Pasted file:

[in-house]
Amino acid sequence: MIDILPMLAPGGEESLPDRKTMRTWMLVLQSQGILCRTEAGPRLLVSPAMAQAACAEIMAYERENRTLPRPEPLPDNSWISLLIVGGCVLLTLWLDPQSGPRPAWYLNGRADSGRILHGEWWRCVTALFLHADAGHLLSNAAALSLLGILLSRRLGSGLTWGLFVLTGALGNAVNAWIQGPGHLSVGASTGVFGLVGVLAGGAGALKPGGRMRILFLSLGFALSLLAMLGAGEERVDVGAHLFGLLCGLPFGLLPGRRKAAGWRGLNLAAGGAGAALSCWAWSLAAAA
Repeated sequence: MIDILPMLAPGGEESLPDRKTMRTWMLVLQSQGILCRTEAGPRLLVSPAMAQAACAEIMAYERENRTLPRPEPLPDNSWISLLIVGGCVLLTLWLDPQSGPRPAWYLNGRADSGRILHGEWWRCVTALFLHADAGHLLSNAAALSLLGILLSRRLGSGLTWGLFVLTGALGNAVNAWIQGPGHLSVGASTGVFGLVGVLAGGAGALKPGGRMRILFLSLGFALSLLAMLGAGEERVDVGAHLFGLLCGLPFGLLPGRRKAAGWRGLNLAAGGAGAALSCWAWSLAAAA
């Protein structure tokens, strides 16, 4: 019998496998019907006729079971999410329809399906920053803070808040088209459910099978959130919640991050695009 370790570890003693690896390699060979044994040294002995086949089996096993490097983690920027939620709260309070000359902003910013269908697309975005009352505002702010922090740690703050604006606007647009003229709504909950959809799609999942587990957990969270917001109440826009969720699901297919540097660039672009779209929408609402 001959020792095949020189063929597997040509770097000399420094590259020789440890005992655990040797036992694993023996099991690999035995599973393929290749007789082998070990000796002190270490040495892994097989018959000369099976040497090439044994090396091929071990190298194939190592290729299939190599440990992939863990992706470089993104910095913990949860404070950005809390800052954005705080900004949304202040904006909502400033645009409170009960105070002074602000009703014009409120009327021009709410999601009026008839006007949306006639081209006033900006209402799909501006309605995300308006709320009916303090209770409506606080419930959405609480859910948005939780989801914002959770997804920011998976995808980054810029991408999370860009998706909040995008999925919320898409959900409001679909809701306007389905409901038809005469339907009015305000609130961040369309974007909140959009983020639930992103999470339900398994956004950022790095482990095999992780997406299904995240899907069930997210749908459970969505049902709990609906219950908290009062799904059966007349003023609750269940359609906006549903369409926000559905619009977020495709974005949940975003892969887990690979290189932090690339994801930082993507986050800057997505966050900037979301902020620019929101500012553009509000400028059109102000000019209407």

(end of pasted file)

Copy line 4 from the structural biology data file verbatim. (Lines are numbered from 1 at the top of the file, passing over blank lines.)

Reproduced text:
């Protein structure tokens, strides 16, 4: 019998496998019907006729079971999410329809399906920053803070808040088209459910099978959130919640991050695009 370790570890003693690896390699060979044994040294002995086949089996096993490097983690920027939620709260309070000359902003910013269908697309975005009352505002702010922090740690703050604006606007647009003229709504909950959809799609999942587990957990969270917001109440826009969720699901297919540097660039672009779209929408609402 001959020792095949020189063929597997040509770097000399420094590259020789440890005992655990040797036992694993023996099991690999035995599973393929290749007789082998070990000796002190270490040495892994097989018959000369099976040497090439044994090396091929071990190298194939190592290729299939190599440990992939863990992706470089993104910095913990949860404070950005809390800052954005705080900004949304202040904006909502400033645009409170009960105070002074602000009703014009409120009327021009709410999601009026008839006007949306006639081209006033900006209402799909501006309605995300308006709320009916303090209770409506606080419930959405609480859910948005939780989801914002959770997804920011998976995808980054810029991408999370860009998706909040995008999925919320898409959900409001679909809701306007389905409901038809005469339907009015305000609130961040369309974007909140959009983020639930992103999470339900398994956004950022790095482990095999992780997406299904995240899907069930997210749908459970969505049902709990609906219950908290009062799904059966007349003023609750269940359609906006549903369409926000559905619009977020495709974005949940975003892969887990690979290189932090690339994801930082993507986050800057997505966050900037979301902020620019929101500012553009509000400028059109102000000019209407």